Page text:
You won’t find plaques of failures in my office, and there are many I could display. Like, the time I missed that 7-10 split, and we lost the Pastor’s bowling championship game. Or during the championship Intramural Basketball final where I was supposedly called for a phantom foul that cost us the title. Seldom will you find reminders of people’s past failures? Don’t get me started on sermons that bombed. Those are my favorite, you have this great idea, and for whatever reason, it just doesn’t connect with people. These failures are usually hidden away in the back of the top shelf of the closet or a box in the attic.

In one of those places, there might be wedding pictures, painful reminders of a failed marriage; you might find old stationery containing a love letter from a failed relationship or business cards from a venture that went sour; there might be photos and letters from a lost loved one. Those are not the kind of things we keep on public display. We do our best to keep those reminders out of sight, and that’s the way it should be.

In this blog, we’re talking about the forgiveness of God. Admitting we are in need of God’s forgiveness implies that we have failed. We don’t display that failure either or try and pretend it never happened. The failure remains, the pain is still real, the need for reconciliation all the more evident. We need God’s forgiveness because we’ve all sinned and failed God.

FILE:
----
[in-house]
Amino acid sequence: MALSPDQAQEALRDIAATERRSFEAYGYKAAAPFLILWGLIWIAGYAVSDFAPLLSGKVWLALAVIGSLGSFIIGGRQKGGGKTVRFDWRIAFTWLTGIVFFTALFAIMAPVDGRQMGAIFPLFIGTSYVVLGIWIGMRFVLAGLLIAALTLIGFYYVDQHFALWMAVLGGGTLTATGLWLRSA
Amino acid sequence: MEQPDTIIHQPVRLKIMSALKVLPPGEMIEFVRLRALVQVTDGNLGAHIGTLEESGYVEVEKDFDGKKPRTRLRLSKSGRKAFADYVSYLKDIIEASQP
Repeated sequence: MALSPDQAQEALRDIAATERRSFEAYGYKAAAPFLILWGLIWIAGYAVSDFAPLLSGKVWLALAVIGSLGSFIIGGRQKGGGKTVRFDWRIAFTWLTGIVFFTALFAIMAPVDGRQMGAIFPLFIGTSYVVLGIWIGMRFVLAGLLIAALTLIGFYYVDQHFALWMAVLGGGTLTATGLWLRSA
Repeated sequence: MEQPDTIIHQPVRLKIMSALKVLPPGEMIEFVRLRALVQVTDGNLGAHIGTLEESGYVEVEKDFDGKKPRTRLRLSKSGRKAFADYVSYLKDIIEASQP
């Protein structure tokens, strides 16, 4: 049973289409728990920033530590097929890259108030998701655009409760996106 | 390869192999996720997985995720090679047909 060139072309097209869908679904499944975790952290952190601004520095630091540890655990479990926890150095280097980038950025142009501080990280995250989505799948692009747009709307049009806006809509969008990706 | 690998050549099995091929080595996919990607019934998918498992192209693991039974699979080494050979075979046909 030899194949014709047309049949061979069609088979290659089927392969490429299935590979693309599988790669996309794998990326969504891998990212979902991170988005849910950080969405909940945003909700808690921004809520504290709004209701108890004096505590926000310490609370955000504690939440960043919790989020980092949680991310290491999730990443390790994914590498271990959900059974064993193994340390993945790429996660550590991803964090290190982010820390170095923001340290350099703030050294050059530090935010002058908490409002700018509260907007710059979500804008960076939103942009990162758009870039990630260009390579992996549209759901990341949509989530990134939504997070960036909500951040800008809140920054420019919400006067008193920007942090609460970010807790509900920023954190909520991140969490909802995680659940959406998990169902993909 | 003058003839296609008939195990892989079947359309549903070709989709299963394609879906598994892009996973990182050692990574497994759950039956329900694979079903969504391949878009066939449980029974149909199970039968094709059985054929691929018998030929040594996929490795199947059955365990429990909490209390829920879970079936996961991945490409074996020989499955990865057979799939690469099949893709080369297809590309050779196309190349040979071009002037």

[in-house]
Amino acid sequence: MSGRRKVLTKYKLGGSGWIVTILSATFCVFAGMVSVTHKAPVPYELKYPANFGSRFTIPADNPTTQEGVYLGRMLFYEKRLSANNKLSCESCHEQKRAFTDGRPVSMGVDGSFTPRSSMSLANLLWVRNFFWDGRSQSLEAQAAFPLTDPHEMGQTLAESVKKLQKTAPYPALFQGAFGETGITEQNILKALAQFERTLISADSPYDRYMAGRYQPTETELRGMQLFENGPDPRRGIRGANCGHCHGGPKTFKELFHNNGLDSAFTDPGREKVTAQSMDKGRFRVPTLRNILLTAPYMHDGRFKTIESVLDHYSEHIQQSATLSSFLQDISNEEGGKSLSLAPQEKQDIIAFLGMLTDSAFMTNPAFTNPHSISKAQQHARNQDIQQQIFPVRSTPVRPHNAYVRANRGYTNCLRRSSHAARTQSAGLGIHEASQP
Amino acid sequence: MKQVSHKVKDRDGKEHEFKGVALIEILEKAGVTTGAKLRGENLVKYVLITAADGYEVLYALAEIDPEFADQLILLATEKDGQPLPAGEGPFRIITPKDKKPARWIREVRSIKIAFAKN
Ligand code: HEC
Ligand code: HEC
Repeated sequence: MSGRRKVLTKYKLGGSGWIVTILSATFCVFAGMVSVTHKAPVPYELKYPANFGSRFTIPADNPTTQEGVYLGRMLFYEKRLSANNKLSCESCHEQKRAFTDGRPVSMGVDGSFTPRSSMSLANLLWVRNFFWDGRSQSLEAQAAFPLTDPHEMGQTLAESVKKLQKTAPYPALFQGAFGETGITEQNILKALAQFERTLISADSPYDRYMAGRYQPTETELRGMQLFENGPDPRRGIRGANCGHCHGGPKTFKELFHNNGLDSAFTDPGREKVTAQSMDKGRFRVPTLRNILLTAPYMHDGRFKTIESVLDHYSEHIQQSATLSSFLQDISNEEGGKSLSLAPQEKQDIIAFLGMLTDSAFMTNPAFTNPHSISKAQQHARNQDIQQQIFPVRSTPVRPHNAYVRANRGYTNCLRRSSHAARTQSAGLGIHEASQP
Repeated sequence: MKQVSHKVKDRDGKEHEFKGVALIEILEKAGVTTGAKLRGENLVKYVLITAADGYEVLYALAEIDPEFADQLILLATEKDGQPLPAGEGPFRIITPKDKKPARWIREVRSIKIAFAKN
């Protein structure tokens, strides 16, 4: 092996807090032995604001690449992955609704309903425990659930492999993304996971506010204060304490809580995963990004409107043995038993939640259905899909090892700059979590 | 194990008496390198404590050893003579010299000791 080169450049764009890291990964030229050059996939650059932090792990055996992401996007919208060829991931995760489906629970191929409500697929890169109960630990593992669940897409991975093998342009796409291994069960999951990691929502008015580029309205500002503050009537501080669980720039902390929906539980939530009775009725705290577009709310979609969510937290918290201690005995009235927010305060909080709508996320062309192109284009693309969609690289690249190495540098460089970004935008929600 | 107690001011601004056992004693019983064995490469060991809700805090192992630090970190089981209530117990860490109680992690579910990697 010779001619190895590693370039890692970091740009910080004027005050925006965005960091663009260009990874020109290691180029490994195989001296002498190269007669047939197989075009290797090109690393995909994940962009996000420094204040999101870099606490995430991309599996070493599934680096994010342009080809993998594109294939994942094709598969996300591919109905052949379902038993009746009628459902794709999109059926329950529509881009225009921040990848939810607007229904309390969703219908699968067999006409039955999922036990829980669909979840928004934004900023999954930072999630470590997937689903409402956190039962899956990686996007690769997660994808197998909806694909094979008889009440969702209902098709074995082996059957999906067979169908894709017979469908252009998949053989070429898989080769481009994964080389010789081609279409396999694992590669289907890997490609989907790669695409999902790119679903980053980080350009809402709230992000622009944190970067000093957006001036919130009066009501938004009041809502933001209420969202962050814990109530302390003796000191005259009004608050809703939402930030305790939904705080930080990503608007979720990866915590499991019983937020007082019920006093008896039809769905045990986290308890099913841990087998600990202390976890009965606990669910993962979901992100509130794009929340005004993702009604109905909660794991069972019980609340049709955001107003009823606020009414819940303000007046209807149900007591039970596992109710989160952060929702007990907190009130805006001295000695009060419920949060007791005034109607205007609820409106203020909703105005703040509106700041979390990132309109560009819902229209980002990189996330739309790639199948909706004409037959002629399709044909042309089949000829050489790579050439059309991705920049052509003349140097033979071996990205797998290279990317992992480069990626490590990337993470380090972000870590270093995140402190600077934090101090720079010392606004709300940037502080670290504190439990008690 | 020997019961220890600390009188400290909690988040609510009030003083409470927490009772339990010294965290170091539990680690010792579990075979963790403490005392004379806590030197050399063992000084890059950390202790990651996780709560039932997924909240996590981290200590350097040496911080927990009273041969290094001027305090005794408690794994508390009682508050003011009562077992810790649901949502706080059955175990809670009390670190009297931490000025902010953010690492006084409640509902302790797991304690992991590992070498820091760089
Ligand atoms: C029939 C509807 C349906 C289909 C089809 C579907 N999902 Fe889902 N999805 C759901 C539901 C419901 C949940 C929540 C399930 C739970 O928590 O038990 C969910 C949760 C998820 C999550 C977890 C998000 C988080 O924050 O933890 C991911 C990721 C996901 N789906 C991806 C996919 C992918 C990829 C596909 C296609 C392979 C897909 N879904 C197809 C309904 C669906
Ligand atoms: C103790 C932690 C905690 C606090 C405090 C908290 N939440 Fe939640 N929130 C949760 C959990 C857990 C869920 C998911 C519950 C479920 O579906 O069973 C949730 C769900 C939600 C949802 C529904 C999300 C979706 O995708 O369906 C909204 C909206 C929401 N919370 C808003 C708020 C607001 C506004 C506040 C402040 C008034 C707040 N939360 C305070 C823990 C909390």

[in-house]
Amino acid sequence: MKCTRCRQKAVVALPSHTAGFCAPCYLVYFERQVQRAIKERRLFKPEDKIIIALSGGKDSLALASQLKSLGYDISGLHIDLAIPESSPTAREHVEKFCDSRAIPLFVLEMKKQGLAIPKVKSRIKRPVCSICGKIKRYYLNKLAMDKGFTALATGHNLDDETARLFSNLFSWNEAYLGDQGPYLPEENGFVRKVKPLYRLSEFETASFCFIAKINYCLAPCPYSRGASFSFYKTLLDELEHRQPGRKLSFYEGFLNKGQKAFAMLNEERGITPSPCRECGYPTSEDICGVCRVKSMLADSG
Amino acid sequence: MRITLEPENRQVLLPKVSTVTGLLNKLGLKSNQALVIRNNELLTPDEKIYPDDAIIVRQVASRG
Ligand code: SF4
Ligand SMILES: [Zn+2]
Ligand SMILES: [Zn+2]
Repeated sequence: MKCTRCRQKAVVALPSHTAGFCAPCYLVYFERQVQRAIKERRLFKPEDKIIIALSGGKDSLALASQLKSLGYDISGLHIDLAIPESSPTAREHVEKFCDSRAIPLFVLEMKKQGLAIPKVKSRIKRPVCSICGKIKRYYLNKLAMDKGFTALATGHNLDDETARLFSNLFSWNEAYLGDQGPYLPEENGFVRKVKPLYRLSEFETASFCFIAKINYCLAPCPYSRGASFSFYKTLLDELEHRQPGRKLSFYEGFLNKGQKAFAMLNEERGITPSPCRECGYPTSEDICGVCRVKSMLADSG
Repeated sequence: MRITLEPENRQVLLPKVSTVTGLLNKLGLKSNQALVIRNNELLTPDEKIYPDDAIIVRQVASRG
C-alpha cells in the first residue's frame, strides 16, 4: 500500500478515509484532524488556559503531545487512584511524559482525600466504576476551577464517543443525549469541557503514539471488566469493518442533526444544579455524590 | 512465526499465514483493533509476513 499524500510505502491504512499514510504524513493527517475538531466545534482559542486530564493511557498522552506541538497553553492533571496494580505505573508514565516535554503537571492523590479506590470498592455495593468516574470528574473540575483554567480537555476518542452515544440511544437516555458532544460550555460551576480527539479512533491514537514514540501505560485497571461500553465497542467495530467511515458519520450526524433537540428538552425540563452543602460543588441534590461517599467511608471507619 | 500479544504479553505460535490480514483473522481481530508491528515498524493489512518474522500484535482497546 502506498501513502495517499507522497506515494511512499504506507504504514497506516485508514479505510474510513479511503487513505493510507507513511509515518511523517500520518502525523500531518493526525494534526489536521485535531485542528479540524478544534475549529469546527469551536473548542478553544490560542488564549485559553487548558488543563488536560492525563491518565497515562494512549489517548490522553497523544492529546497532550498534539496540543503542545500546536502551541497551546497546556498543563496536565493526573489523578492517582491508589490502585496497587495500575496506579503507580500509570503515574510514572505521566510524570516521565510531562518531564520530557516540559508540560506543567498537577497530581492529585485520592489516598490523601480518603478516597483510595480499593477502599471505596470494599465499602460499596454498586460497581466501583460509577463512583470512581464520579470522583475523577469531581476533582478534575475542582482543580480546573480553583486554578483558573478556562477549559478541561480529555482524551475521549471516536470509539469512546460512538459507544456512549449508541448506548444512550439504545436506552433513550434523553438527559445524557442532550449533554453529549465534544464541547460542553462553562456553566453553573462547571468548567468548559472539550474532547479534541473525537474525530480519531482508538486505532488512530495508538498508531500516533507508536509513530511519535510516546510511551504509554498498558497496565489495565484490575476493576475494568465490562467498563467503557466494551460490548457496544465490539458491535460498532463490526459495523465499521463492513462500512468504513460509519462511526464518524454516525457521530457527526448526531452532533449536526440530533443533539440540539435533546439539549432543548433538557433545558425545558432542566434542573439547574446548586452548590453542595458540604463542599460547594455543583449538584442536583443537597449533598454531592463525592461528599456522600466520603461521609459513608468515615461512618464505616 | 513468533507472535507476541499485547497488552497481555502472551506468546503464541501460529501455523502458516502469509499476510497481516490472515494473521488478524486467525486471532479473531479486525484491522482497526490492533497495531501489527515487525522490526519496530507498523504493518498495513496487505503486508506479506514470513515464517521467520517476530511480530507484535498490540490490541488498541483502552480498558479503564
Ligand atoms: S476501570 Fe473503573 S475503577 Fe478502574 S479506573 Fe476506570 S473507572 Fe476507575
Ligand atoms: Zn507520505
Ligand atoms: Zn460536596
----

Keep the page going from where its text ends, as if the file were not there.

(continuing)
Today we will look at a passage from Scripture where Jesus addresses this issue.


To understand the parable that Jesus would use to teach this valuable lesson, we need to know the context of Luke 7.

Jesus had been invited by a Pharisee named Simon over to his house for dinner. In biblical times, it was virtuous to ask a teacher over for dinner, if they were from out of town, or had just taught in the synagogue. The homes were built around central courtyards in which the formal meals were held. The guests would recline on their left elbows while sitting on low-lying couches. They would eat with their right hands. Their feet would extend away from the table in keeping with the belief that the feet were unclean and offensive by nature.

Religious individuals often opened their homes for the poor. In banquets where unwanted people could enter, they were to remain quiet and away from the couches. They were just permitted to observe the discussion of the host and the guests. After the meal was complete, the poor might receive some of the leftovers.